Flowers and Hall-of-Fame plaques. Very nice.
No offense, TC, but you're pointing exactly the wrong direction if you want people to use the ramp opening to your right...
You can get a hand-carved sandwich, or ice cream while pondering the career of Julio Becquer.
Compare this picture, from the open house in March, with the one above and you'll see that some furniture reconfiguration has taken place.
The plate marker is just to the left.
Looking northeast from the ballpark site (Source: LP)
This is what I was working on while my photo was taken (click to see a VERY BIG version).
Complicated pedestrian crossing
From an earlier visit: Don't bother with those escalators either. They were also roped off. And how about a bench? Or a planter? Or even a trash can? That woman is doing the only thing she can: leaning up against a post to do her texting.
Puckett atrium chef stand menu
Dave St. Peter introducing the first physical models of the ballpark in June 2007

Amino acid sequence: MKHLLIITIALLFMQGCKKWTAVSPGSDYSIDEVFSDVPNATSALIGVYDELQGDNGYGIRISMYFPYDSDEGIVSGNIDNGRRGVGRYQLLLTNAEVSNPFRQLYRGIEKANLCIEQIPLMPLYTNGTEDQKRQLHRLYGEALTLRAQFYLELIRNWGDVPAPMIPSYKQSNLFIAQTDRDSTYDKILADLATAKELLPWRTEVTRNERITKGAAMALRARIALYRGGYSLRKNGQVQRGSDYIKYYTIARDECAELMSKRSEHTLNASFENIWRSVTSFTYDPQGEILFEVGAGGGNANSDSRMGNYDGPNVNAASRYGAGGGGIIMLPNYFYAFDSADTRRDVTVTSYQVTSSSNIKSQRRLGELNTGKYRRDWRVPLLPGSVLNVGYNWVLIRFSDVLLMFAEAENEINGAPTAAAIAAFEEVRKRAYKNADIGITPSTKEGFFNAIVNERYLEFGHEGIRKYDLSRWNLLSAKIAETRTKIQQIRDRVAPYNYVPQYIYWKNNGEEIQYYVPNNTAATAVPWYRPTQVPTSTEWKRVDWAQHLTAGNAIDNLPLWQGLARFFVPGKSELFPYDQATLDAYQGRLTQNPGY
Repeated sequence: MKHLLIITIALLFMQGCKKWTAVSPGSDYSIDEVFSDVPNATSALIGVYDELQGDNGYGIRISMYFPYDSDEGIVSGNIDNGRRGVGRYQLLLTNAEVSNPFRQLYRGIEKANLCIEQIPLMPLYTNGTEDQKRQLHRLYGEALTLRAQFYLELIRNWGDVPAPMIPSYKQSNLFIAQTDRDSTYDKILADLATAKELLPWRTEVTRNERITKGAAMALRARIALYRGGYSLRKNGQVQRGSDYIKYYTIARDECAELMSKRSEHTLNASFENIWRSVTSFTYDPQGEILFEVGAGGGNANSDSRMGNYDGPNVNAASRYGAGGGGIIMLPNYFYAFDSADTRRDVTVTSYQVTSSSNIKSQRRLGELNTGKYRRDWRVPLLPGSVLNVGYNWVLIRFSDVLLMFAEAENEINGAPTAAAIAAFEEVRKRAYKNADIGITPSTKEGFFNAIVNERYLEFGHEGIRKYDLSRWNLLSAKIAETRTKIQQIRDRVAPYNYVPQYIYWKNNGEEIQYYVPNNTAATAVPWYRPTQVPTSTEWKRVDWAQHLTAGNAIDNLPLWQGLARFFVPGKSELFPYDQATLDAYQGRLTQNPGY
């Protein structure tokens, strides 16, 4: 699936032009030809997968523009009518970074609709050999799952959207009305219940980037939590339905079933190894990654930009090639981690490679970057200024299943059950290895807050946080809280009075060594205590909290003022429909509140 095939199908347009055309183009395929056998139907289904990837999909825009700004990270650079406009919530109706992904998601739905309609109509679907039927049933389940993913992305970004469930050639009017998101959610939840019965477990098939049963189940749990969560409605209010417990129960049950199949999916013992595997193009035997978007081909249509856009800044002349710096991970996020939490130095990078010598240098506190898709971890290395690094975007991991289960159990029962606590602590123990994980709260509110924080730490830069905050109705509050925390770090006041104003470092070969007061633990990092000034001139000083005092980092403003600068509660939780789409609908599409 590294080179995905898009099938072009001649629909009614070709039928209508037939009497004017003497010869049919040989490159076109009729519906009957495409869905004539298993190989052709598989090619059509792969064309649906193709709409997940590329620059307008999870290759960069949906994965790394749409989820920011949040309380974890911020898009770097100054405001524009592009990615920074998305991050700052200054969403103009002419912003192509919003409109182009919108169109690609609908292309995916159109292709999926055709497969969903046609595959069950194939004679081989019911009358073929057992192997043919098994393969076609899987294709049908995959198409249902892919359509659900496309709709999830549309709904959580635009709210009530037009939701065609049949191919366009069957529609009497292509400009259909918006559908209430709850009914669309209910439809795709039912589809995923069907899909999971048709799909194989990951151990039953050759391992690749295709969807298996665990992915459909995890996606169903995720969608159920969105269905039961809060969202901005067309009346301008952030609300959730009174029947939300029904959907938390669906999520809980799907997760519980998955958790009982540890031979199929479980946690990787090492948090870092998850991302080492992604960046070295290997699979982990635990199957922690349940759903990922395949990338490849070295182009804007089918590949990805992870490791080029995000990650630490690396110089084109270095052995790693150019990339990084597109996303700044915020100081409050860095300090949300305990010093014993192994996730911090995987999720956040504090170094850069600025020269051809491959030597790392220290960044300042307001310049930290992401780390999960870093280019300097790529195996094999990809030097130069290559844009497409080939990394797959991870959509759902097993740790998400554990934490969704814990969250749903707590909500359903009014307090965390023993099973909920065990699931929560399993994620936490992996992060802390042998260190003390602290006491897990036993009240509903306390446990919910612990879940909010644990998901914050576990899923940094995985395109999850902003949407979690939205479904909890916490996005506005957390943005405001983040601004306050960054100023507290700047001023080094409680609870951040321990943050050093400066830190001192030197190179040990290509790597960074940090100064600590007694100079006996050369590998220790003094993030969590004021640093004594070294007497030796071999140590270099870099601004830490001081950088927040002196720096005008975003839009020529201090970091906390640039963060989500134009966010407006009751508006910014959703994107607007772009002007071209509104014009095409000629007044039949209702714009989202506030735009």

This looks south and shows the track configuration for Northstar. The platform shown is just a placeholder. To the best of my knowledge, concept drawings for this platform have not been released. Keep in mind, this is NOT part of the ballpark project. It is completely separate.
Panels arriving on flatbed trailers in front of the Twins' dugout.
The Guthrie Theater's Wurtele Thrust Stage seating
The spruced up triangle really doesn't show much connection with the ballpark.
Gate 6 Oliva, with the 573 Club looming large over it (I wonder how Tony feels about that)
This will be a great sight on game nights.
I finally found the corner of TF dedicated to the Senators. What a wonderful sight.
Here are some less intrusive things things you can actually get at the ballpark.
Franchise history before Minnesota. (Click to enlarge.)
The littlest Twins fan: Truman
Detail enclosing the main ticket window area
Justin Morneau, mobbed after a game-winning homer on June 9
7:32 PM Glare begins at about the left field foul pole.
Awesome seat. Awesome sun. Awesome hitter. (Photo by Tony Voda, courtesy Jared Wieseler)